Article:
It is! Actually, it's a bit disconcerting at first, turning on a computer without the usual whirs, clicks and whooshes. There are totally silent passive CPU coolers available these days, good for up to 95W TDP chips. Combined with SSDs and fanless power supplies, a silent machine is achievable.

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Dave 126
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Re: Time they bought it back

>Apple should have solved the problems they had with it, and refined it,

The question is simple: How do you stop a PHB from placing papers and coffee cups on top of it?

I consider the new Mac Pro to be that refinement of the original Cube concept.

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Snowden latest: NSA stalks the human race using Google, ad cookies

Dave 126
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Re: Fuck Off!

>Running a Live Linux boot CD/DVD is slow and painful.

Well, there is no reason you can't install Linux on a HDD, make an image of it in it's clean state, and then restore that image prior to each session (shouldn't take long on SSDs, and you could use a USB-booted environment to automate the process at each boot. After each session, make a few random writes to the HDD. I don't know too much about Linux, but I was under the impression that you can put its swap files where you want - onto volatile storage, for example.

This is just a top-of-head idea. I'm sure more thought-through ideas exist.

You could look into http://en.wikipedia.org/wiki/Tin_Hat_Linux as well.

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Dave 126
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Re: At this point, Snowden could reveal that the NSA is run by alien lizards..

There is precedent: The philosopher and drug dealer Howard Marks was asked, after the publication of his autobiography,how a man who smoked so much dope was able to remember the dates and general chronology of his life. He said that since the US authorities had been watching him for years, he simply made a Freedom of Information request, and received back the skeleton of his life story.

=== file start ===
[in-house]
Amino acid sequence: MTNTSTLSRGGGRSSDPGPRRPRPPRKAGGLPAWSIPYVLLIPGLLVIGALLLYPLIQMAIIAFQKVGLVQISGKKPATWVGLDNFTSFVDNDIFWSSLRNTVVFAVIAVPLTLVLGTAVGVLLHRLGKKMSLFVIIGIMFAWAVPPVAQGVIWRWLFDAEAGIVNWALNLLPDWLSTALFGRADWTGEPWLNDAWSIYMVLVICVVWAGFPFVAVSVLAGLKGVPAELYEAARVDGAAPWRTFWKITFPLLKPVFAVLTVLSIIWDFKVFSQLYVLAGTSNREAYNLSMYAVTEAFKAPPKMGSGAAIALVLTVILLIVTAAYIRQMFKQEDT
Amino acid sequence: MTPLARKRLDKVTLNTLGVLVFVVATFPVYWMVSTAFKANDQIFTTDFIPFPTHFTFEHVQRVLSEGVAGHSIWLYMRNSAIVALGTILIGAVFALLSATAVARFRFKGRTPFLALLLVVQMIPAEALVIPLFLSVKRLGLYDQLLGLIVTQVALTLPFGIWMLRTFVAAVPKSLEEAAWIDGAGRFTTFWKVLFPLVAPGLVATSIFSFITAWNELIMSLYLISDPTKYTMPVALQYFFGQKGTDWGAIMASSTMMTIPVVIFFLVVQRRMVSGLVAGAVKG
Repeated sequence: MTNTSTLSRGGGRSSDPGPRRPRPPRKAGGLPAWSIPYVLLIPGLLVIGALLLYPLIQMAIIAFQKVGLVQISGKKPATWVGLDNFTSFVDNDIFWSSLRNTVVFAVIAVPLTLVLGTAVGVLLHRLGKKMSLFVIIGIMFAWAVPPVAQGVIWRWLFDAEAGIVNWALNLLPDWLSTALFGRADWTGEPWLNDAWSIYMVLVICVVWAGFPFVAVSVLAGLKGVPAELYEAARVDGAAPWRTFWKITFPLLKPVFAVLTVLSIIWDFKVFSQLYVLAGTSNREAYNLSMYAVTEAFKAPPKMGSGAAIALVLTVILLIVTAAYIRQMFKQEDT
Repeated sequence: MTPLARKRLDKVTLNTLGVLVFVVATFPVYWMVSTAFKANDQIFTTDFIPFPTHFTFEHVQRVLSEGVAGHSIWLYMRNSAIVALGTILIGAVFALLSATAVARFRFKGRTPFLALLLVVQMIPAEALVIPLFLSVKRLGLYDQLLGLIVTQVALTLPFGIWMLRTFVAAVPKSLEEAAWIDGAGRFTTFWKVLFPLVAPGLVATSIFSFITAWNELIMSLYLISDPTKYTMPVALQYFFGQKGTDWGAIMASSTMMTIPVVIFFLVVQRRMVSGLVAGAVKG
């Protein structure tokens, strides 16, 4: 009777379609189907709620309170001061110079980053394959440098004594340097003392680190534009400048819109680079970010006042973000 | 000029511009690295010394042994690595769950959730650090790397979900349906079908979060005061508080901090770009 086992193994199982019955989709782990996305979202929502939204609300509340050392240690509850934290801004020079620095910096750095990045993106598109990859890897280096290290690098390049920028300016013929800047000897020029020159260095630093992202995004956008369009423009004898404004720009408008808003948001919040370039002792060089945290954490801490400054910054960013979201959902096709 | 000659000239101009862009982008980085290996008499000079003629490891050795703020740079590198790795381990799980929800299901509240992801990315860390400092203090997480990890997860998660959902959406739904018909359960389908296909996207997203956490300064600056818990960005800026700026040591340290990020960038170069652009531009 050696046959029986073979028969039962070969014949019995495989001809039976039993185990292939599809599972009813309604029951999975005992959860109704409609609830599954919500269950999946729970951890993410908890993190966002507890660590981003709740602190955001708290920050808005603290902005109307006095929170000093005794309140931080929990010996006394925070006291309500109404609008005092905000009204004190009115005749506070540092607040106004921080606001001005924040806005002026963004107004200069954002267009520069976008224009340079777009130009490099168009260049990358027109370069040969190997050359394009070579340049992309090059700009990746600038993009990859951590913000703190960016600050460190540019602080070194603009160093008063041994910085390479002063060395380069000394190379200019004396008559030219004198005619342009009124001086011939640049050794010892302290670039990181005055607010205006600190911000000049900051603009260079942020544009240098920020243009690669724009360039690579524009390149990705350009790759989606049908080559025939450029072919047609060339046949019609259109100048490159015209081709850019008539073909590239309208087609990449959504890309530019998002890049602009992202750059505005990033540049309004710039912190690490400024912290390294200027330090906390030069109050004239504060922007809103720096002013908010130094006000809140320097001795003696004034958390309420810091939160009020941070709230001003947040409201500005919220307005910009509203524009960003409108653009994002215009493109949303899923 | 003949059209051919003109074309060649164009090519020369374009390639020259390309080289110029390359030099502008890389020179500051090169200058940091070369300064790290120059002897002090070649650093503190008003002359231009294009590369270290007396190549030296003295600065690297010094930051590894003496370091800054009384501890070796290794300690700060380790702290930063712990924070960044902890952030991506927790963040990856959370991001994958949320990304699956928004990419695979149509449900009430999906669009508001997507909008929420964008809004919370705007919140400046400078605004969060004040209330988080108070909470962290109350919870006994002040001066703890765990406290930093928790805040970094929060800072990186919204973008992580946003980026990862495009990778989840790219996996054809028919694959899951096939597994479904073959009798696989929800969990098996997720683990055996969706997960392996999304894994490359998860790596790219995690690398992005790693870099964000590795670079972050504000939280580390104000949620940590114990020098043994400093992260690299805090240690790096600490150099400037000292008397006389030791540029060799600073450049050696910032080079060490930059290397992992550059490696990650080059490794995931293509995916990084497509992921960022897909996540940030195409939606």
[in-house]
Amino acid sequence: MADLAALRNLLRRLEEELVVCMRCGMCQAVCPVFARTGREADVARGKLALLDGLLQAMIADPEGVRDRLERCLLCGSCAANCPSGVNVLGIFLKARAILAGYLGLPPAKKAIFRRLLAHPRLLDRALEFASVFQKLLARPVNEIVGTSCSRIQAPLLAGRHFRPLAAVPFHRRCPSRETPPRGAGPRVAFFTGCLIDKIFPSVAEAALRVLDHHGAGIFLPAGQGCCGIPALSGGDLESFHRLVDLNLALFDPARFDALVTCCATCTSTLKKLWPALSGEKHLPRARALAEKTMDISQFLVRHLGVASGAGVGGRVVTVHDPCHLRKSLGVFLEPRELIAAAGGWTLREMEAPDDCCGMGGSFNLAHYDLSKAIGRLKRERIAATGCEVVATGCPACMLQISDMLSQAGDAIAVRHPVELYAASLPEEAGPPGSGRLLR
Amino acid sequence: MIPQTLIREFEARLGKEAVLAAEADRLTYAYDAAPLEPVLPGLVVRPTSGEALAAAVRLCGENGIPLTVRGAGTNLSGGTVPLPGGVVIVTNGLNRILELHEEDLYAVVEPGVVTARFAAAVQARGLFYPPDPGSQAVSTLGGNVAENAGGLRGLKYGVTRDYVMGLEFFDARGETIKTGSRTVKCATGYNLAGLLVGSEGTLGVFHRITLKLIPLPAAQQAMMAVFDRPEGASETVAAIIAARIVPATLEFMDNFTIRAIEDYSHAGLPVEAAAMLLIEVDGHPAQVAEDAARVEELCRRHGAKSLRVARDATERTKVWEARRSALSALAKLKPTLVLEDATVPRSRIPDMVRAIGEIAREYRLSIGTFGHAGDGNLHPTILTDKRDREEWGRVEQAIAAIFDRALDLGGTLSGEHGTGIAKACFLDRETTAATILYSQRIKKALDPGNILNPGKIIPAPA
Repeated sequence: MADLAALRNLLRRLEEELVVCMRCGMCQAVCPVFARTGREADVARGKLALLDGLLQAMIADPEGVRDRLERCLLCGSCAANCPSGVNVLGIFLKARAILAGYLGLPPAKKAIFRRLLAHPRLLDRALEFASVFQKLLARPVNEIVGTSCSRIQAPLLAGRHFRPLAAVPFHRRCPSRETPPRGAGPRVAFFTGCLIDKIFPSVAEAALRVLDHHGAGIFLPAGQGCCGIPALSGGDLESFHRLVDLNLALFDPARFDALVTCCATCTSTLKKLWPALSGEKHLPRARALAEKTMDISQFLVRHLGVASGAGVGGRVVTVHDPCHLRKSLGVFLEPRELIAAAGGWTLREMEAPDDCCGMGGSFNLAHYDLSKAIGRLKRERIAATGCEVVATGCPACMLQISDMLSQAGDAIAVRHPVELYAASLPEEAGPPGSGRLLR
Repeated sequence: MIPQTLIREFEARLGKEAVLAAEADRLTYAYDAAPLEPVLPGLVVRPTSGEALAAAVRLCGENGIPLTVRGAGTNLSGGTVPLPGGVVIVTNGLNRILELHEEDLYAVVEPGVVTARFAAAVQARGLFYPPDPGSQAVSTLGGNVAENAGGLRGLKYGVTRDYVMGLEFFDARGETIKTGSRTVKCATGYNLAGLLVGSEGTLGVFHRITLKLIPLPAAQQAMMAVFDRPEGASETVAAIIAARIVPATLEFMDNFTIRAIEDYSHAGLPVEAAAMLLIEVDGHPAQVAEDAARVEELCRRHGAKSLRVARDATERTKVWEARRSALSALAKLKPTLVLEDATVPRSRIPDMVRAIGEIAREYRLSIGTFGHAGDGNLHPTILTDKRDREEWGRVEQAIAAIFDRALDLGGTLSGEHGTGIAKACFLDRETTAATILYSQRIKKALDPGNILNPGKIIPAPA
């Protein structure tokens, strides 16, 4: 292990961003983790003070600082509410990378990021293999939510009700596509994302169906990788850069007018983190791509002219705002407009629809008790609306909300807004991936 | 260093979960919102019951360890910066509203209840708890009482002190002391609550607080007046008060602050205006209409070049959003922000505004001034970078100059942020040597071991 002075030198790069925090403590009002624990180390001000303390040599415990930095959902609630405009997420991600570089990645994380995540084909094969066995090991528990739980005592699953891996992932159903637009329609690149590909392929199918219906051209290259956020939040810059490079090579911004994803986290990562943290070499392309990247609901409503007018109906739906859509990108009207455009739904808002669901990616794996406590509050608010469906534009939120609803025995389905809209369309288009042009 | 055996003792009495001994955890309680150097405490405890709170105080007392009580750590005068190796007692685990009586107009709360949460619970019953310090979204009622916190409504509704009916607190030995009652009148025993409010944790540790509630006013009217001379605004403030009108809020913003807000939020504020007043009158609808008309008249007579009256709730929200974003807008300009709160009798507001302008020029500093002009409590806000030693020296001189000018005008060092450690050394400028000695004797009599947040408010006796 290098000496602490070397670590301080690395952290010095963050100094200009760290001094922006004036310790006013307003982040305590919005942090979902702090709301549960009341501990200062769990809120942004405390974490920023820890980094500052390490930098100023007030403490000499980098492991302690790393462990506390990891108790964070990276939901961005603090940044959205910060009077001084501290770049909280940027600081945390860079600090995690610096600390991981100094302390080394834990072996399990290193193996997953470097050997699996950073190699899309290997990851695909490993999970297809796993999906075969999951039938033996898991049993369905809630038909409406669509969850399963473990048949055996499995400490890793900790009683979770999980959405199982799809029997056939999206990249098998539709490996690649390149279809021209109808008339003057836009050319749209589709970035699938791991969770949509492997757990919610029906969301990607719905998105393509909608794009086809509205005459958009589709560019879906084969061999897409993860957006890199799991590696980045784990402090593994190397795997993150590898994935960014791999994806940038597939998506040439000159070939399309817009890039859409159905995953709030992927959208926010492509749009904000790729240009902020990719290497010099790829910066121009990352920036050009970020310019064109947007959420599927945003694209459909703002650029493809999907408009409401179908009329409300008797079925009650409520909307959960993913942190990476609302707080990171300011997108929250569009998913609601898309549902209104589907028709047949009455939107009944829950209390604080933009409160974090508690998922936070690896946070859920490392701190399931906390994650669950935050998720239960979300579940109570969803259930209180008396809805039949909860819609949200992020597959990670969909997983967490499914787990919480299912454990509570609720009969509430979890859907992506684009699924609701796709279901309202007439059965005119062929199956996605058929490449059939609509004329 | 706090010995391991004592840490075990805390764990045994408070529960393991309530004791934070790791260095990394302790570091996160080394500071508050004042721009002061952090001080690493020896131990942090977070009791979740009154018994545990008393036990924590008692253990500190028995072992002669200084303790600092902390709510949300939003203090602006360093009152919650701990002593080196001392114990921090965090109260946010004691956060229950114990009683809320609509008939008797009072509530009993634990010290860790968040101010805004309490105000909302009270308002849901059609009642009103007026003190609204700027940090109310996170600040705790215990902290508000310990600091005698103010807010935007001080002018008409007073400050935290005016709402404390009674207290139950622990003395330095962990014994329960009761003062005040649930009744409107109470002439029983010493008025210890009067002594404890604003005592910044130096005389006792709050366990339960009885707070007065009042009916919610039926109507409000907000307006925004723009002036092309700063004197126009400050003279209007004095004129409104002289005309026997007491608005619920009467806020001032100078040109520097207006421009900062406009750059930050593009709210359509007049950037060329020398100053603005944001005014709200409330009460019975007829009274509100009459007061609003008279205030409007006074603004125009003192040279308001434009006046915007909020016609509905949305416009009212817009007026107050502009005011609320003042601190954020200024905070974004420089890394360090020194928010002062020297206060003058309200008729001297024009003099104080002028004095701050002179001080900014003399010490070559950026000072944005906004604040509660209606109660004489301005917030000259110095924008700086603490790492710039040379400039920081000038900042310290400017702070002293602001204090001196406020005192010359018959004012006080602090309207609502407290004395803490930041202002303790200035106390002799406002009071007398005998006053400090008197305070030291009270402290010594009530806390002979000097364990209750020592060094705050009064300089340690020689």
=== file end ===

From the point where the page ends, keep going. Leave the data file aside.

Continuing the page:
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Ballmer: 'We made more money than almost anybody on the PLANET'

Dave 126
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Re: BALLMER: 'WE MADE MORE MONEY THAN ALMOST ANYBODY ON THE PLANET'

>MS have a history of releasing unfinished products which the masses have rushed in sheep like droves to buy.

Like sheep? Er, People and businesses bought new computers, and those computers came with Windows. That the software they used, office suites, accountancy packages, DTP, CAD and games ran on Windows, was important too. Those are real people you choose to patronise, using computers for tasks related to their job or business, or for entertainment. That doesn't make them sheep.

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Ghosts of Christmas Past: Ten tech treats from yesteryear

Dave 126
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And had you got the Atari, you might now be a music studio engineer... : D

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Dave 126
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Re: Handspring Visor Deluxe

> but this whole iMac design was one of the worst things to face the face of earth

Before the iMac was the Newton-based Apple eMate, which was a dark green translucent plastic. Around the same time, mid nineties, I had the limited edition Gravis joystick (transparent plastic instead of the usual black).

I don't mind the look of the original iMac myself (especially when generic PCs often had sculpted curvey beige plastic fascias for no good reason), but I couldn't stand the raft of cheap tat that blindly copied its blue translucent styling (but never got the colour correct). Another influence was that in the late nineties, CAD was mature enough to make curvey products much easier to design and engineer. The resulting design fashion was known as 'blobtech' at the time.

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Dave 126
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Re: Which reminds me of the various early 80s scanned argos catalogues...